[math]A=\left | \vec{a} \right | h = \left | \vec{a} \right | \left ( \left | \vec{b} \right | \sin \theta \right ) = \left | \vec{a} \times \vec{b} \right | [/math]

NON-Commutative property of vector product

[math]\vec{a} \times \vec{b} = -\vec{b} \times \vec{a} [/math]

Distributive property of the vector product

[math]\vec{a} \times \left ( \vec{b} + \vec{c} \right ) = \vec{a} \times \vec{b} + \vec{a} \times \vec{c}[/math]

The scalar triple product

scalar triple product [math]\equiv \vec{a} \cdot \left (\vec{b} \times \vec{c} \right )[/math]
physical interpretation
the volume of a parallelpiped with the vectors [math]\vec{a}[/math], [math]\vec{b}[/math], [math]\vec{c}[/math] forming adjacent edges is given by
[math]V = \left | \vec{a} \cdot \left (\vec{b} \times \vec{c} \right ) \right |[/math]


[math]\vec{d} \equiv \vec{b} \times \vec{c} =[/math] Area vector of the parallelpiped base


[math]V = h \left | \vec{d} \right |[/math]

as shown in a description of the dot product, the height of the parallelpiped can be written as

[math]h=a \cos \beta[/math]
[math]V= h \left | \vec{d} \right | = a \cos \beta\left | \vec{d} \right | = \left | \vec{a} \cdot \vec{d}\right | = \left | \vec{a} \cdot \left (\vec{b} \times \vec{c} \right ) \right |[/math]

A third vector product is the tensor direct product.

Space and Time


Cartesian, Spherical, and Cylindrical coordinate systems are commonly used to describe three-dimensional space.



In classical mechanic, unlike relativistic mechanics, all observers agree on the times of all event.

Reference frames

A description of systems that obey classical mechanics will involve making a choice of a frame of reference from which the system will be described.

In most cases you will prefer to use a non-accelerating (inertial) reference system oriented to simplify the description of the object that is in motion. Newton's laws of motion are obeyed in a reference frame that is accelerating or rotating.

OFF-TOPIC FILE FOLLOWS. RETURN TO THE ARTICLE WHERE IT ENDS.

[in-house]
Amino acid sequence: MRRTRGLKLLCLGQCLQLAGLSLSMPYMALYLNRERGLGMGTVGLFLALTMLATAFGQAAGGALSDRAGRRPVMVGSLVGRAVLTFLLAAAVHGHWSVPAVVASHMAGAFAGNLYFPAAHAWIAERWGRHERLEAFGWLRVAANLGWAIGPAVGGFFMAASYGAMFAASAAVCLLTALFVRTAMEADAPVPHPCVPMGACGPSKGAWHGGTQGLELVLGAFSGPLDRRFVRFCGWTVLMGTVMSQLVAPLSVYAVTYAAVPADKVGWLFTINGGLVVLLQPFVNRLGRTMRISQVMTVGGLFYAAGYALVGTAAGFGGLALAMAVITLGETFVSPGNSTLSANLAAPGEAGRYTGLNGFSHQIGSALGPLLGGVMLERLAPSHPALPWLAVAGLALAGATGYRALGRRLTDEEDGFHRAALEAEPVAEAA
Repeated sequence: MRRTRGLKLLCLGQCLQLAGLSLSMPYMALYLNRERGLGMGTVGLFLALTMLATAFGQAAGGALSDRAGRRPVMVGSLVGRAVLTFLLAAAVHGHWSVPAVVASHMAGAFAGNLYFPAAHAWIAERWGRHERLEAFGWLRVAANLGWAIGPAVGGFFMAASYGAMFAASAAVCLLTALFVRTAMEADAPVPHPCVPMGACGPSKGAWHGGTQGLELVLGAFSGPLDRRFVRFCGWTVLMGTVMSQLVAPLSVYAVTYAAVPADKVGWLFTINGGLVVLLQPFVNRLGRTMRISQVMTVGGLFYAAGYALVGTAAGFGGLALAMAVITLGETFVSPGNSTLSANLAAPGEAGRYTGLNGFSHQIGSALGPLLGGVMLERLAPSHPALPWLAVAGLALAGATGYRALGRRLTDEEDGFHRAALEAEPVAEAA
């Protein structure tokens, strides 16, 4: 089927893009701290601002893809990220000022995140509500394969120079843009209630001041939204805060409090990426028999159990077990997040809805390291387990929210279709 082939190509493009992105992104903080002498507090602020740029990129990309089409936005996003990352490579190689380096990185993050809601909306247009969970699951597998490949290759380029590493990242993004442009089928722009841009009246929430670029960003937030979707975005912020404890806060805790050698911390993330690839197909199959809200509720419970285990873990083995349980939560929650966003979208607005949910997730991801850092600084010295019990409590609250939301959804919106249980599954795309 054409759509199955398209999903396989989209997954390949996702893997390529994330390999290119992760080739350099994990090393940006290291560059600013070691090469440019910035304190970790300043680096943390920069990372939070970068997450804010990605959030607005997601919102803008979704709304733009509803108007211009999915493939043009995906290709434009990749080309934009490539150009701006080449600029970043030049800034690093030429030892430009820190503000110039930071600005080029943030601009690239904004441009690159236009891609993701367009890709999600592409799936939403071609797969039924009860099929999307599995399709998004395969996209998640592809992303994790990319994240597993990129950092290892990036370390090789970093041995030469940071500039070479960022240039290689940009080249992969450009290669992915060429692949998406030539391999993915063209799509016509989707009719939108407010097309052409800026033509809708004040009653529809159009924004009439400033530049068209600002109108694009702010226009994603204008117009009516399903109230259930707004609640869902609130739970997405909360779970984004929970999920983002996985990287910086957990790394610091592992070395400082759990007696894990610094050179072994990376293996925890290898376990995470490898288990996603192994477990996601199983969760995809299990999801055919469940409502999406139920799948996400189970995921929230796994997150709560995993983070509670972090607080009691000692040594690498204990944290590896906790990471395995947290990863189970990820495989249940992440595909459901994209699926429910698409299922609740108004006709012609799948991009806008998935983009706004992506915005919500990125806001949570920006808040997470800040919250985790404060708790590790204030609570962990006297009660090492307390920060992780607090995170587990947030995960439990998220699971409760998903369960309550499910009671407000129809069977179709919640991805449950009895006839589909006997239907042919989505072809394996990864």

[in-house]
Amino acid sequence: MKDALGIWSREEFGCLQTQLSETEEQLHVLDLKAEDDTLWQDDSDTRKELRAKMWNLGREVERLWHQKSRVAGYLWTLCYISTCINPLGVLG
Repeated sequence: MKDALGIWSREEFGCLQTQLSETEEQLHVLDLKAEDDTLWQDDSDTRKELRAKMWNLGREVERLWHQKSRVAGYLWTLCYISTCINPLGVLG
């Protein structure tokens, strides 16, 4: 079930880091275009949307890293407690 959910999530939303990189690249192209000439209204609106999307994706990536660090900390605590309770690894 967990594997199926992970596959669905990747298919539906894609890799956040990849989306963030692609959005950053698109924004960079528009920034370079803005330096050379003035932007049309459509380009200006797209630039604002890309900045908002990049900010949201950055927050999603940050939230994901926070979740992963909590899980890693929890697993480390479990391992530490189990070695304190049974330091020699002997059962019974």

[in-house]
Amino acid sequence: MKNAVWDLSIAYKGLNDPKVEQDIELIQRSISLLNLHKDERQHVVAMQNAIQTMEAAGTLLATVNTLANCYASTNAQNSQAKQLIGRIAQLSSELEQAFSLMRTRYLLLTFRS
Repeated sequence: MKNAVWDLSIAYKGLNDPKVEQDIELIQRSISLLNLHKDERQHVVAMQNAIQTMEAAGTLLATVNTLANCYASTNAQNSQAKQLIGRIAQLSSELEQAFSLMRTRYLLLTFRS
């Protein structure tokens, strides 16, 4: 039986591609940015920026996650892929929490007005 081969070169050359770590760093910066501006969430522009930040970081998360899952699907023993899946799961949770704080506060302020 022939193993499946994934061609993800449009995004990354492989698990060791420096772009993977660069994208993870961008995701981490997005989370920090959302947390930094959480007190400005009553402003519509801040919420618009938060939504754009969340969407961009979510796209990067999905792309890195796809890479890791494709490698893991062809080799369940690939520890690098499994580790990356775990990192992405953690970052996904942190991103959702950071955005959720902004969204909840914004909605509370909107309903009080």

Galilean Transformations


Newton's Laws

1st law

Newton's Principia (1687 published in latin, translated to english in 1726) pg 83
"Every body perseveres in its state of rest, or of uniform motion in a right line, unless it is compelled to change that state by forces impressed thereon."
Taylor's Classical Mechanics
"In the absence of forces, a particle moves with constant velocity [math]v[/math]."

  1. You hit the brakes and lock up the wheels of your car when you hit a patch of ice during your winter drive. You stay in motion.
  2. The coffee in your coffee cup stays at the brim while driving in your car until you hit the brakes and spill cofee all over the floor boards.Coffe that isn't held back by the brim of the cup stays in motion.
  3. A skateboarder's skateboard hits the curb while he is riding it and he flys forward off the board.
  4. If there is no friction between the table cloth and the dishes, you can just pull on the table cloth and the dishes will stay in place (but the table may move if there is friction between the table cloth and the table).

2nd Law

Newton's Principia pg 83